Although the Arbitrator found that the Agency was generally concerned during negotiations about eliminating paper files and improving customer service, see Award at 2, the Arbitrator made no findings that the second sentence of Section A.2 was intended to ameliorate the alleged adverse effects cited by the Union. Additionally, [ v60 p843 ] there is no basis in the wording of the second sentence of Section A.2 to support such a conclusion. Further, although the Union cites hearing testimony asserting the adverse effects of eliminating paper files, the Union provides no evidence that the second sentence of Section A.2 was intended to ameliorate such adverse effects. For these reasons, we reject the Union's claim as unsupported.
Finally, the Authority decisions cited by the Union -- PTO, 45 FLRA 1090, and NTEU, 37 FLRA 147 -- do not support a conclusion that the second sentence of Section A.2, as interpreted by the Arbitrator, is enforceable. In this regard, neither PTO nor NTEU addressed the negotiability or enforceability of proposals or provisions requiring management to attempt to establish alternatives to special rate increases that have been denied by OPM. Contrary to the assertion of the Union, PTO, an unfair labor practice case, did not address the enforceability of individual special rate proposals, see 45 FLRA at 1108, and the proposals at issue in NTEU would have required only that the agency request approval to increase special rates, see 37 FLRA at 149. Accordingly, PTO and NTEU do not support a conclusion that the second sentence of Section A.2, as interpreted by the Arbitrator, is enforceable.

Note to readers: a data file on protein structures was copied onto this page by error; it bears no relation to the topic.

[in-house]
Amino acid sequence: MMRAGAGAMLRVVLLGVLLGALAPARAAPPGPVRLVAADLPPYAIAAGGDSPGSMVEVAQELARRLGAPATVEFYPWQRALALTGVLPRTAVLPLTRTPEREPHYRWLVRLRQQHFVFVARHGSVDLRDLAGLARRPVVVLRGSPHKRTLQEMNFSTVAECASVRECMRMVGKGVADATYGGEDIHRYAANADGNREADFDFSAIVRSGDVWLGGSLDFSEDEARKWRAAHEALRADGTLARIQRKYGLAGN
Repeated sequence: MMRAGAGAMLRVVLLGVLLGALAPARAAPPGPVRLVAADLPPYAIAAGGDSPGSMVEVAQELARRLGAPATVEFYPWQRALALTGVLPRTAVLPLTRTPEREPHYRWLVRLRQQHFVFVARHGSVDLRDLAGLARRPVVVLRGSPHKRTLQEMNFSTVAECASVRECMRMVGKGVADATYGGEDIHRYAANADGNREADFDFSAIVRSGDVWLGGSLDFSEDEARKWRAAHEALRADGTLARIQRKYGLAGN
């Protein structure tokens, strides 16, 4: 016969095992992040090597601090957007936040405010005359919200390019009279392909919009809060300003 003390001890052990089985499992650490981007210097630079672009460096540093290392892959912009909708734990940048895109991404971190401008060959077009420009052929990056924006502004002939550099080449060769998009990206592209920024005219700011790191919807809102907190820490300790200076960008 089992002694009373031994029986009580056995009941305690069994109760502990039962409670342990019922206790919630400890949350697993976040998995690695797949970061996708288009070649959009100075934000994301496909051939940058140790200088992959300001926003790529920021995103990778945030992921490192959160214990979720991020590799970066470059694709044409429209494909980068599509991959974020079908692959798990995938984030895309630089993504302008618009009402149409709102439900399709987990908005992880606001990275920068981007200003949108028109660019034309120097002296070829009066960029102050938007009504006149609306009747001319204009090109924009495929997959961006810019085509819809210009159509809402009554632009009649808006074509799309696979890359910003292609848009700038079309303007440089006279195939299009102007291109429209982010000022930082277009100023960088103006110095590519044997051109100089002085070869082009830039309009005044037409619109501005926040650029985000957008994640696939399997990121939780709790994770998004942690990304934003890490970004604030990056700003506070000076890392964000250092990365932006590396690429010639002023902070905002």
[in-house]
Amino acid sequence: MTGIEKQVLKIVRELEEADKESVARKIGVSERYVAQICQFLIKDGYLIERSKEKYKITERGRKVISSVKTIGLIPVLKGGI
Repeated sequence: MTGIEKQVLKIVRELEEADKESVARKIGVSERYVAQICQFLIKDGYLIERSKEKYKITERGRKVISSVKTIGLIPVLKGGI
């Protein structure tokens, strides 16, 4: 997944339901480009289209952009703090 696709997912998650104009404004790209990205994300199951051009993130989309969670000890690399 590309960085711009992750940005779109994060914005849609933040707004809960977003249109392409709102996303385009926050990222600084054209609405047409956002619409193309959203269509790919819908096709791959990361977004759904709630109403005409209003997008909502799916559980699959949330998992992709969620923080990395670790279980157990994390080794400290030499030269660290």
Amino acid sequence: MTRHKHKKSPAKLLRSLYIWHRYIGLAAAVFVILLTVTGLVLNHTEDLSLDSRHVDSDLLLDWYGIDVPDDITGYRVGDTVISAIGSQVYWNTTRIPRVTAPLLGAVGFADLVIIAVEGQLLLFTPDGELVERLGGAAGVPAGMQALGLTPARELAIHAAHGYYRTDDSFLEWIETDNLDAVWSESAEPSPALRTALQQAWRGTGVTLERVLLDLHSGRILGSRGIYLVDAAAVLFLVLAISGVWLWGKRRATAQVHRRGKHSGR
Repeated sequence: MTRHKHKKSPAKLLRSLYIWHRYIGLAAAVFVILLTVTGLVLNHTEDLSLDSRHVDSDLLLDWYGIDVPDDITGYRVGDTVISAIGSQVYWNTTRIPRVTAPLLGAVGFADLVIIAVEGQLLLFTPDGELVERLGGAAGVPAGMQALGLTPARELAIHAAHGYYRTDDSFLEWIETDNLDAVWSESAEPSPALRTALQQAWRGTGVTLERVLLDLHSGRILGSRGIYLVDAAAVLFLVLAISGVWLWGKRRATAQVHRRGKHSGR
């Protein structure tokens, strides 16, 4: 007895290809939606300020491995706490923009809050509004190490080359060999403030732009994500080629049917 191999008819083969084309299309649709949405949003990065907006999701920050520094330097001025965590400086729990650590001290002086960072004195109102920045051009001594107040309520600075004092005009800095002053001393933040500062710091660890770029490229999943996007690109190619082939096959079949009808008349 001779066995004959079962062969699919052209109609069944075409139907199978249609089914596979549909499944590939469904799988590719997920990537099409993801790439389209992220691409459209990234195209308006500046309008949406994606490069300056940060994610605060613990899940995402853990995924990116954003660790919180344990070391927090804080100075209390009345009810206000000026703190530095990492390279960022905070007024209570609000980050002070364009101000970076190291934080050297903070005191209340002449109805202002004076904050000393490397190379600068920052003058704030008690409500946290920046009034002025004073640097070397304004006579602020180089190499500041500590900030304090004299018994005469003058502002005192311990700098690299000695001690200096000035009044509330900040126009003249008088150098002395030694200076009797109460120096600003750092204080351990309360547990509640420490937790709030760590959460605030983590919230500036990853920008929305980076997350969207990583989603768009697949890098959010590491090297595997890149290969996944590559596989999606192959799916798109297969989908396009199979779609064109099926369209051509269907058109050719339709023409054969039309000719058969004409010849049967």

For the foregoing reasons, we conclude that the second sentence of Section A.2, as interpreted and enforced by the Arbitrator, does not constitute an appropriate arrangement under § 7106(b)(3) of the Statute. As noted previously, the Union does not raise other subsections of § 7106(b) and, as a result, we do not address those subsections. See NLRB, 60